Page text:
Who have the skeptical voters chosen? In almost amazing numbers the Greens. When founded 30-40 years ago this party was the "bad boy" of West German politics. It had strong left-wing leanings on questions like women's rights, immigrant rights, gay rights and anti- militarism. And of course it was an early warner about atomic power and ecology. Largely made up of rebellious young people, some of them quite radical, it outraged fastidious Germans with daring attire like woolen sweaters or sneakers in the Bundestag, or its conduct there, knitting or sometimes caring for its babies.
But, sadly for some, its members got older and more prosperous, the more radical "fundi" wing lost out, and the Greens grew ever tamer. When they finally broke through the taboos and joined the Social Democrats in a government coalition, rebellious sparks were very rare. With their most prominent leader, Joschka Fischer, Foreign Minister next to Chancellor Schroeder, they helped push through many tough measures still causing trouble today; increased value-added taxes, hitting the poor, an increase in the retirement age to 67, tougher policies for the unemployed. They achieved a few improvements for immigrants and the gay community, but supported the murderous bombing war against Serbia, killing civilians, diplomats, journalists and blasting at least one huge chemical factory despite the immense, easily foreseeable ecological damage. After long efforts they finally achieved a cutoff date for atomic reactors - but not until 2021.
Few still thought of them as "tree-lovers" or climate Cassandras. But wen they lost their government positions and had to sit again on the harder opposition seats, they loudly recalled their more progressive old traditions and, like the Social Democrats, purloined the program of the Left party which, always discriminated against by the media, was far less known. As for foreign policy they split, with most in top leadership supporting the war in Afghanistan and now attacking the surprising abstention by Merkel and Foreign Minister Westerwelle on the UN decision to bomb in Libya - to achieve a "no flight zone". Thus, in the view of anyone opposed to military involvement by Germany in yet another conflict, most Greens, like the Social Democrats, took a position to the right of the Christian Democrats and FDP. But the core of Green support in recent years has centered increasingly in more prosperous, well-educated professional sectors.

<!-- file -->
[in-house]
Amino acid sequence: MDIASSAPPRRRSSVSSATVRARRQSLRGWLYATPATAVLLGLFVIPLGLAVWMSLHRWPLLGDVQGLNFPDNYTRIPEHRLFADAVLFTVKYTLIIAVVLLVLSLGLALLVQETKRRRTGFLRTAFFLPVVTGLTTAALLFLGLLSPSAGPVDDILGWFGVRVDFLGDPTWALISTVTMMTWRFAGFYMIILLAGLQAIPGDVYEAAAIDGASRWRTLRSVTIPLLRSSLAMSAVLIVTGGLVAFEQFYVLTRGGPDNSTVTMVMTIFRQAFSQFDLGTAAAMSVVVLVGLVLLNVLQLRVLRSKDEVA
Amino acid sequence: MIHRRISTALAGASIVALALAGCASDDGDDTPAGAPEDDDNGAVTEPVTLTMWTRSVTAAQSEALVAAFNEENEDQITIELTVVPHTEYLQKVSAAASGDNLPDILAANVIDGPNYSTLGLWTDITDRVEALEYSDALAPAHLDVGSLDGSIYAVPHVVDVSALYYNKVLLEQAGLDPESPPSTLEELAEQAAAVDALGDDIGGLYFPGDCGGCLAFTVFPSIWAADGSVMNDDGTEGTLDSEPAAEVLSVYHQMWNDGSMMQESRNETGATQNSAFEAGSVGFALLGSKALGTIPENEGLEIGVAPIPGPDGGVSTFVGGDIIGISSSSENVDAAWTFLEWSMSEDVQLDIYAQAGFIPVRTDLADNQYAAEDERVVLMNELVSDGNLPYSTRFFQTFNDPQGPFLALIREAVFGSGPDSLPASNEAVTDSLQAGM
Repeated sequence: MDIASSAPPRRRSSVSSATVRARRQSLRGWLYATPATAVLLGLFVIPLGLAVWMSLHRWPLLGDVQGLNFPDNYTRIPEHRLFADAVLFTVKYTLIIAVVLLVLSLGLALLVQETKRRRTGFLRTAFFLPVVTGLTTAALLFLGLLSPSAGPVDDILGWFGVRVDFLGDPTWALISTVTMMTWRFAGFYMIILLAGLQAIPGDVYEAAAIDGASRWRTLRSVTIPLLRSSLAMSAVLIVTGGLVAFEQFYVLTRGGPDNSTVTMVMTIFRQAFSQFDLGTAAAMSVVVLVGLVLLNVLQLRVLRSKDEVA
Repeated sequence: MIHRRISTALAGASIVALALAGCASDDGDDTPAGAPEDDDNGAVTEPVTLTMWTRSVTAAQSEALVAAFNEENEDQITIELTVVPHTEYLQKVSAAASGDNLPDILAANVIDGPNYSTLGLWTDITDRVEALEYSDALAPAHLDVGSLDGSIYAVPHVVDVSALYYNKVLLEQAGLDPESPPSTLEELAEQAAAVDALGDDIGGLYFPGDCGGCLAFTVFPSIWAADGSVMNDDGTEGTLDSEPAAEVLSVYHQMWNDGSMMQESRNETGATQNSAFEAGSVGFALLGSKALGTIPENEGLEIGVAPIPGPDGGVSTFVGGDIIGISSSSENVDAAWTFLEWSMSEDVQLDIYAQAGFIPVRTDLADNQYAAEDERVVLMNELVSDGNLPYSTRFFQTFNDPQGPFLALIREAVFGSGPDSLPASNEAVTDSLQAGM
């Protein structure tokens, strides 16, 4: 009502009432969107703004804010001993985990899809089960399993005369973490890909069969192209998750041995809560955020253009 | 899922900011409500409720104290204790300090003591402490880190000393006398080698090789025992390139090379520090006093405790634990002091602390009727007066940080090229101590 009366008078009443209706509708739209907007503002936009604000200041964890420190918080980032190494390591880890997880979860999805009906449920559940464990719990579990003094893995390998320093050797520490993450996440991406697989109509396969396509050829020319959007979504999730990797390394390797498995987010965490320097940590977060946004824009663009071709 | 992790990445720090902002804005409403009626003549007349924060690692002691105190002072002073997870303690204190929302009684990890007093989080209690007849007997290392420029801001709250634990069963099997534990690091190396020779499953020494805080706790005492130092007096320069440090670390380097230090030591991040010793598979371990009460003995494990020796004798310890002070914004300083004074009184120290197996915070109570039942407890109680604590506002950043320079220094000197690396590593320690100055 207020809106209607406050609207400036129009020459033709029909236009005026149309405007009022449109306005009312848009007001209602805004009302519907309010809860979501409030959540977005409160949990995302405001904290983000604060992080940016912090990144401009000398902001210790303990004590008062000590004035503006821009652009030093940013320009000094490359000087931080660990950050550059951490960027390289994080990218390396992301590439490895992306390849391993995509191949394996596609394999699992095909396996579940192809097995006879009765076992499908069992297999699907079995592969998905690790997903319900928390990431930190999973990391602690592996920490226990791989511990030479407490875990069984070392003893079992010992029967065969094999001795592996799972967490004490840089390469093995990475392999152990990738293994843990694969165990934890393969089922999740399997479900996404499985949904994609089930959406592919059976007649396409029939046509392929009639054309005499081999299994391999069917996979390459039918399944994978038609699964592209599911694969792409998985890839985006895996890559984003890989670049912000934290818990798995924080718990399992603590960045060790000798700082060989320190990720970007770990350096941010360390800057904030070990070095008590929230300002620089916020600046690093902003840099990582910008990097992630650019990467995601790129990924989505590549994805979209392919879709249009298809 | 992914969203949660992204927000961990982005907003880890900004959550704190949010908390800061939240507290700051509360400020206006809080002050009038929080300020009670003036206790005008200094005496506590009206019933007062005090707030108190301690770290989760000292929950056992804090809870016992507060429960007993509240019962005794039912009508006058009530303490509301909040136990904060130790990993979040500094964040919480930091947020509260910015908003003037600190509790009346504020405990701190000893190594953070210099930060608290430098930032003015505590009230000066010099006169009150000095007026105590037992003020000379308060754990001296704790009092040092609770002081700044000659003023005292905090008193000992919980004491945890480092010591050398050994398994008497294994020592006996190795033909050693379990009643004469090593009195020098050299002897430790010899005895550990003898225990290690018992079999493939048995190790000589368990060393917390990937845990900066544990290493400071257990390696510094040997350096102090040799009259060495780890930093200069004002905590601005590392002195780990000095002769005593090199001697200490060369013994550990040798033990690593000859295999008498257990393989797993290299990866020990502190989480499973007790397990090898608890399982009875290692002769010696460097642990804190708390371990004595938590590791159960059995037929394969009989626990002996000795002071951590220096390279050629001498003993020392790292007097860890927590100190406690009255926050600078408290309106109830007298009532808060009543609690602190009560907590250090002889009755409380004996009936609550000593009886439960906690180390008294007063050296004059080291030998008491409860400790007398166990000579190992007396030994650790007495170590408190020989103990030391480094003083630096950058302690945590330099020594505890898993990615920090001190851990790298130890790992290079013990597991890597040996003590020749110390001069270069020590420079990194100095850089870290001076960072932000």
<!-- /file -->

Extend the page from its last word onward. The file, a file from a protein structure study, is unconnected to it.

Yet when it came to opposing the transportation of atomic waste through the land and storing it in dubious salt mines, or opposing the waste of billions on an underground rail station in Stuttgart, at the expense of an old and beloved park, the Greens were still most vigorous and most visible. Their actions were clever, their slogans catchy and people believed them and voted for them. Decisive was the shock of the atomic disaster in Japan; there are four not very youthful atomic reactors in Baden-Wurttemberg alone. This explains in no small measure why the Greens outpaced the Social Democrats for the first time and will now become senior partners in the state government in this quite prosperous home of Mercedes and Porsche - a true challenge if ever there was one! Indeed, a Green politician will become minister president of a state for the very first time. The one-time science teacher Winfried Kretschmann, 62, member of a communist splinter group in his student years, has long since dropped such radical ideas. He will now have a chance and a challenge in this southwestern corner of Germany.
(12 April 2011)
WikiLeaks cable: Politicians, military - not militants - behind most Nigeria oil thefts
Jon Gambrell, The Associated Press
LAGOS, Nigeria — Politicians and military leaders — not militants — are responsible for the majority of oil thefts in Nigeria's crude-rich southern delta, according to a U.S. diplomatic cable quoting a Nigerian official and released by WikiLeaks.
(11 April 2011)